We have been conducting human rights due diligence for human rights risks in the supply chains since the beginning of the fiscal year ending March 31, 2024. We analyze human rights risks from the three perspectives of business nature (business sector), location (country), and product related, as we do for our consolidated subsidiaries, utilizing international indicators and tools. We will conduct questionnaires and on-site audits as necessary for suppliers that are identified as high risk. Through these efforts, we will identify negative human rights impacts and work to prevent or mitigate them.

Internal whisleblowing system

Toyota Tsusho accepts consultation and whistleblowing mainly through five consultation desks.

Whistleblowing system Available to
will do. Employees of Toyota Tsusho and domestic consolidated subsidiaries
SPEAK UP Employees of Toyota Tsusho and all consolidated subsidiaries
Harassment Consultation Desk Employees of Toyota Tsusho
JaCER Grievance Platform Any stakeholder in the supply chain
Contact disclosed on the website All stakeholders including business partners, suppliers, local community residents, employees of Toyota Tsusho and domestic and overseas consolidated subsidiaries

The Global Human Resources Department promptly address consultation and whistleblowing to the whistleblowing system listed above as well as those to superiors or the Administrative Unit by contacting and interviewing the person(s) concerned. When violations of our award and punishment rules are identified, we consider discipline in accordance with the rules.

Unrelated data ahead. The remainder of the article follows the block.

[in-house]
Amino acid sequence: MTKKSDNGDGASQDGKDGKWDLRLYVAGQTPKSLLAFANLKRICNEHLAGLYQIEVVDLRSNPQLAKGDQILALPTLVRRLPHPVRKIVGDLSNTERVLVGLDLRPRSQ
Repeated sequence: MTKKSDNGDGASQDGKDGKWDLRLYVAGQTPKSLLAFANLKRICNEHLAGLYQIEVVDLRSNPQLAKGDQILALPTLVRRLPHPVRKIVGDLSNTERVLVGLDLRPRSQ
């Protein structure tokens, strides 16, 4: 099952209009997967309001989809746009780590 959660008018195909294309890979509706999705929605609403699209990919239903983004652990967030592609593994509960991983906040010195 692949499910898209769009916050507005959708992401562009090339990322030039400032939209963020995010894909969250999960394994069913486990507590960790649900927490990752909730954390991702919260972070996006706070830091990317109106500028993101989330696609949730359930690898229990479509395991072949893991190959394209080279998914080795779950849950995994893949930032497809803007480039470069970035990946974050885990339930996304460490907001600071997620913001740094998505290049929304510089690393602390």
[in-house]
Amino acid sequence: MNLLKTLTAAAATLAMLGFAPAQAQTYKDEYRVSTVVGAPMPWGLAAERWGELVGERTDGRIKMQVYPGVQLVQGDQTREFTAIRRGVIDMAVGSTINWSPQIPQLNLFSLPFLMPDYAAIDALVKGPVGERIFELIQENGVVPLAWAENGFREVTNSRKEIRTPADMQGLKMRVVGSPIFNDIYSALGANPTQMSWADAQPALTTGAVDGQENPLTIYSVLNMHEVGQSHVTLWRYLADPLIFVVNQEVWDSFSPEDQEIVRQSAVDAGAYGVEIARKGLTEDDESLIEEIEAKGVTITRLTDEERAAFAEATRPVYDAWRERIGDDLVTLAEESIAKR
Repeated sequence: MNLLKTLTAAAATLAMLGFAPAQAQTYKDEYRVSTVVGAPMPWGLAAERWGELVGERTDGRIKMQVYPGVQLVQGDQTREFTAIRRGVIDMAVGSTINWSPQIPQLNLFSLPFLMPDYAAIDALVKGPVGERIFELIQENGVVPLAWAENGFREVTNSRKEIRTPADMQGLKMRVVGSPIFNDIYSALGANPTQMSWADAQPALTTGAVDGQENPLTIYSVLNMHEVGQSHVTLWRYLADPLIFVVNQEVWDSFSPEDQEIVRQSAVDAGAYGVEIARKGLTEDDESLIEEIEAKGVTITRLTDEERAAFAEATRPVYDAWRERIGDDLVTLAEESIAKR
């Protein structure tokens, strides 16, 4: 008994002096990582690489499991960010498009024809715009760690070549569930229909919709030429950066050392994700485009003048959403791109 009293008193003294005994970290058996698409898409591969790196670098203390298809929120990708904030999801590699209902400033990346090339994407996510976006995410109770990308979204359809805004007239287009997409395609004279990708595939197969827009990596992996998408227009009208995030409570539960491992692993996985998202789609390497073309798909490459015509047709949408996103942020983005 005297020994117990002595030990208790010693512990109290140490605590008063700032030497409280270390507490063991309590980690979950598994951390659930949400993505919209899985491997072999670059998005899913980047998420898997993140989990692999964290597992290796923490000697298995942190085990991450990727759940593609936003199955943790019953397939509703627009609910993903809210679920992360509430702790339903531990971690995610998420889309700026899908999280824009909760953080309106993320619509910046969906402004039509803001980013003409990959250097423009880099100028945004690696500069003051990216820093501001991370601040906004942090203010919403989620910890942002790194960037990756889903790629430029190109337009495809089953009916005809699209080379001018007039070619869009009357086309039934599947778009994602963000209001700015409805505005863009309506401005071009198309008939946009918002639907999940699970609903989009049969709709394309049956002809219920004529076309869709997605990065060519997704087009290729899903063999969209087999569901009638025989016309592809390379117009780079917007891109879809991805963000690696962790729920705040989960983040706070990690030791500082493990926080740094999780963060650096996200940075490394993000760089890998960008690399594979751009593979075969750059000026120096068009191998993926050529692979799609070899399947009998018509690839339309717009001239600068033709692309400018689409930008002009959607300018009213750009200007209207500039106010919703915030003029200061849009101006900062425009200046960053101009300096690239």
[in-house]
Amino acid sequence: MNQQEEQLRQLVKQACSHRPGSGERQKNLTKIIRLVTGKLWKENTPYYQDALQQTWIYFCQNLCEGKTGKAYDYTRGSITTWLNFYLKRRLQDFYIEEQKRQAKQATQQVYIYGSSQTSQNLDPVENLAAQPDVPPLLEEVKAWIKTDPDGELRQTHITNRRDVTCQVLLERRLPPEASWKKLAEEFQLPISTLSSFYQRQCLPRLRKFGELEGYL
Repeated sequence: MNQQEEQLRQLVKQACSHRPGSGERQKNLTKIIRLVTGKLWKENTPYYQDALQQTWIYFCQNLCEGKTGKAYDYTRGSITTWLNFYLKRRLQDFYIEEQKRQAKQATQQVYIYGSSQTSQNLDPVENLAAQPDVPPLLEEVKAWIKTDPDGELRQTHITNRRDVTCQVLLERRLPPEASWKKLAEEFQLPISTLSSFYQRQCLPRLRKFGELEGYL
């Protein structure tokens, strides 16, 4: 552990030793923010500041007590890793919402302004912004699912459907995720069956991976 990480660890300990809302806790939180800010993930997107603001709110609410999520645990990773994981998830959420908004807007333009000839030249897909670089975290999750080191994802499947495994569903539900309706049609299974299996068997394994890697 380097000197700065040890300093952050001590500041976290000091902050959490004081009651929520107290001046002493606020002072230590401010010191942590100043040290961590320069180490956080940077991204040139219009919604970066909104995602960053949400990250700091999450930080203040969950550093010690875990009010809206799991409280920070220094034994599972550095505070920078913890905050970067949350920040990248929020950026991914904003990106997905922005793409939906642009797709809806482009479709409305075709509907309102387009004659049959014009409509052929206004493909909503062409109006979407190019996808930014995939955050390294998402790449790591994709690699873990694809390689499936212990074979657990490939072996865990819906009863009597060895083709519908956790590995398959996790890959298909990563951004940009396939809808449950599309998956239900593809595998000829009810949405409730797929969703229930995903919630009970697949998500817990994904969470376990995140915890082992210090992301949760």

We have been implementing preventive measures, such as training to raise employees’ awareness on human rights and labor affairs, with the aim of reducing human rights risks.

During the fiscal year ended March 31, 2023, we received 17 consultations or reports relating to human rights or the workplace environment (see the table below for the breakdown) mainly through the whistleblowing system. We contacted and interviewed all the stakeholders in the 17 cases to investigate the actual conditions. As a result, one case was confirmed as violation of conduct, and disciplinary action was taken in accordance with the Award and Disciplinary Rules. In addition to an issuance of a disciplinary order to the person(s) concerned, we explained our whistleblowing rules to the manager of the department concerned to re-affirm their importance. We will continue to take appropriate measures for consultation and whistleblowing in the future.

Breakdown of consultation and whistleblowing relating to human rights and labor affairs

Fiscal year ended March 31, 2021 Fiscal year ended March 31, 2022 Fiscal year ended March 31, 2023
Harassment 10 5 12
Workplace environment 3 5 5
・Whistleblowing system (will do./SPEAK UP)

In addition to “will do.,” established for employees in Japan in 2002, we established “SPEAK UP,” a multilingual consultation desk handling more than 150 languages, at a specialized external organization in November 2017 to promote further globalization and reinforce anonymity and confidentiality. With these efforts, we have maintained a whistleblowing system that facilitates easier consultation or whistleblowing by stakeholders concerning COCE violations, including all forms of corruption and human rights violations.

・Harassment Consultation Desk

Toyota Tsusho has set up a Harassment Consultation Desk for consultations on and reporting of sexual harassment, abuses of authority, discriminatory expressions, and other human rights-related issues occurring in the workplace. The desk conducts the actual investigation after drawing a conclusion on its necessity, so as to prevent retaliation against the informants by securing anonymity and confidentiality, then notifies the findings to them as appropriate.